Running Time: 119 mins
Director: Antoine Fuqua
Starring: Gerard Butler, Aaron Eckhart, Morgan Freeman
Genre: Action, Thriller
There’s a little known, un-researched genetic disposition called McLean Syndrome, it renders the host perpetually in the wrong place at the right time and greatly affects their trigger finger across multiple movies. Mike Banning is one such man.
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Banning (disgraced former Secret Service Agent) finds himself trapped inside the White House on the day of a large scale terrorist attack, the likes of which has never been seen before. As Banning attempts to piece together the clues to who is behind the coup and prevent President Asher (Eckhart) from becoming the first U.S. Commander in Chief to be assassinated in his own home it becomes evident that someone on the inside it playing for the other side.
Going into Olympus Has Fallen expectations were somewhere around the Live Free or Die Hard level. After all we’ve seen this movie before. Whether it’s Die Hard, Sudden Death (aka Die Hard on ice), Under Siege (Die Hard under water) or A Good Day to Die Hard (Die Hard having been lobotomised, pumped full of steroids and filled with shit) there’s only so many ways to kill a hostage. What I wasn’t suspecting, what came as the most enjoyable surprise since the first twenty minutes of Mad Max: Fury Road was the level of ferocity Fuqua (Training Day) hit the ground running with. So many first acts in these films carefully place and plot half thought-out ideas in an attempt to persuade the audience that it’s something “more” than what it actually is. OHF has no interest in that. Imagine watching a season of 24 but starting in at about episode 16, that’s where Fuqua drops the audience. You’re expected to sink or swim, and even if you can swim you’re likely to be shredded by a tsunami of bullets.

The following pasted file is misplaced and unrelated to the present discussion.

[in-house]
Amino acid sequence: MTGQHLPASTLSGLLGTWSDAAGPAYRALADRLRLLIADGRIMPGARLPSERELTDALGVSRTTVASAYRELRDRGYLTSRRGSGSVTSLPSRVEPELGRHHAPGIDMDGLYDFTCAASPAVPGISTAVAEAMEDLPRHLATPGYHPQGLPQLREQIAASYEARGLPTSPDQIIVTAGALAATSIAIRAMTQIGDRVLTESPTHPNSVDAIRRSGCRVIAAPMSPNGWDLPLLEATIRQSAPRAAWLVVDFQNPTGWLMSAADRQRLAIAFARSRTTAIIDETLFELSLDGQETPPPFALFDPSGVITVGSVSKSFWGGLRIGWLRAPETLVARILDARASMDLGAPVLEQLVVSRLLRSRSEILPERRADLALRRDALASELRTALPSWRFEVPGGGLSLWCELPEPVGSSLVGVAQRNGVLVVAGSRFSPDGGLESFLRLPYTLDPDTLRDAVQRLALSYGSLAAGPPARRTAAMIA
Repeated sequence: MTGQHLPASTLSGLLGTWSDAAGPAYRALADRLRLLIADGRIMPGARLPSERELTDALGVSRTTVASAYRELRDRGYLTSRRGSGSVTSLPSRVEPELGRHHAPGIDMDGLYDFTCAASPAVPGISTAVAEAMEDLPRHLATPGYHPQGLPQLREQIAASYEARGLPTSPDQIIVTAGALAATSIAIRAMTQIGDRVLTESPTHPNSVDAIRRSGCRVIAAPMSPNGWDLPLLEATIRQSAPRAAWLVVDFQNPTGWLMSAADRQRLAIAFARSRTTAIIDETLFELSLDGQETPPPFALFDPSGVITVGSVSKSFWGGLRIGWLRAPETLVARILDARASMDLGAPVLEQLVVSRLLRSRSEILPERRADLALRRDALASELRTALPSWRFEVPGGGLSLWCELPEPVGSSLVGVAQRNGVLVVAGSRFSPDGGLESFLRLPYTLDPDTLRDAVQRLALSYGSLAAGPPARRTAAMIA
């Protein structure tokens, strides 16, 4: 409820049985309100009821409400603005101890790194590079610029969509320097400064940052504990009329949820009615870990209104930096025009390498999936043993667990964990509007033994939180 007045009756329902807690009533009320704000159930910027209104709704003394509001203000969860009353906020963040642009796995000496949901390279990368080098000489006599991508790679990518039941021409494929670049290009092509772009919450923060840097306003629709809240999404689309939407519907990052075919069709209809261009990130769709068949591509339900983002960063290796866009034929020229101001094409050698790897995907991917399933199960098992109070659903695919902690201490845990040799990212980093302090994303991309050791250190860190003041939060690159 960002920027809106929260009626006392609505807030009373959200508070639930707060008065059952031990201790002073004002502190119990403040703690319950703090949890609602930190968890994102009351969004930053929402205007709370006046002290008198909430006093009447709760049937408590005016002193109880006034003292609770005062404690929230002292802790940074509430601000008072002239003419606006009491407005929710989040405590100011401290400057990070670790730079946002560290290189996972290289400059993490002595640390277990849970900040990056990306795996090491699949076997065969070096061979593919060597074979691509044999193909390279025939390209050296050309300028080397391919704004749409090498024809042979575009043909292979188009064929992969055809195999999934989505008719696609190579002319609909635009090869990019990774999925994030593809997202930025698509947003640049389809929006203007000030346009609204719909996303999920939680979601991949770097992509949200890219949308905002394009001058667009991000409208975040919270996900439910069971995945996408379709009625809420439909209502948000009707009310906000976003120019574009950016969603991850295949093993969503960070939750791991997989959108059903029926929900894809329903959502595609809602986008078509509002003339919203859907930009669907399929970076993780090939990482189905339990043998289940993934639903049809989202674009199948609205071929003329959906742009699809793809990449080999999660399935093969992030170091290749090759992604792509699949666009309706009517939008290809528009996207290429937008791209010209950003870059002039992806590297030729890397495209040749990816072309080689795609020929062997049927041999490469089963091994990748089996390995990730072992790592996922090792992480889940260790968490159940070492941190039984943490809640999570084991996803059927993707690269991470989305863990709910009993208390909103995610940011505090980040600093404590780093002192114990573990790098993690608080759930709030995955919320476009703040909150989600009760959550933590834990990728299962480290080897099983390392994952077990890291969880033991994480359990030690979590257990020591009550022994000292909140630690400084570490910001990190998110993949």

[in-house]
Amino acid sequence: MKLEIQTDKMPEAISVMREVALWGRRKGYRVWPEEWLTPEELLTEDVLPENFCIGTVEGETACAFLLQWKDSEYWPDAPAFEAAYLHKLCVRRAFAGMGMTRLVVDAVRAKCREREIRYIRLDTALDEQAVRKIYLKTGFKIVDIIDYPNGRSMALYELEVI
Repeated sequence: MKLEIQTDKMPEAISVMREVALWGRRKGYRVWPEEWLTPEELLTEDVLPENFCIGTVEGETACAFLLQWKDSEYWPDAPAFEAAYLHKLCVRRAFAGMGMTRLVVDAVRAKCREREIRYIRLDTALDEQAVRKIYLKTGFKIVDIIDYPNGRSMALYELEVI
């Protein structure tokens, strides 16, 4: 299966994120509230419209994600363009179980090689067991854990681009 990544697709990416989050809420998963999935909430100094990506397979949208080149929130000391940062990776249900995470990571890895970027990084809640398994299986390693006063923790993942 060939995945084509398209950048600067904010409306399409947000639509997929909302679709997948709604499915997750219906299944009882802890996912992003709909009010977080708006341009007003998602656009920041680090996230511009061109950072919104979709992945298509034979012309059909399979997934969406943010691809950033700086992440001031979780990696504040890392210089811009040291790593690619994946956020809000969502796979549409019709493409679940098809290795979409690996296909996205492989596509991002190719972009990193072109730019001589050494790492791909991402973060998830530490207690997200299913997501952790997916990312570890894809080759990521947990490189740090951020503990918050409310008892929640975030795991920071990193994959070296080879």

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If you’re going into this film expecting character development then perhaps you need to ask yourself do I understand what to expect from this genre? Butler paints an action hero in broad strokes. Perhaps it’s that we’ve been spoiled by the quality of TV acting over the last decade plus, or perhaps it’s that we’ve seen him do this before (Gamer, Law Abiding Citizen) but he carries the film without really coming out of second gear. I like Aaron Eckhart, I’ve liked him since Erin Brockovich. I was stoked when he got the role in The Dark Knight and even Battle: LA was a decent enough movie because of him. Here he’s the archetypal single father/widower. Most of his dialogue is thick with exposition and character bios but he does have moments in which he come across as Presidential.
There’s not a great deal more that can be said. It’s a very entertaining movie as long as you don’t expect too much or interrogate what you’re given. Big, loud, and brash but with more wallop in it than an angry colt.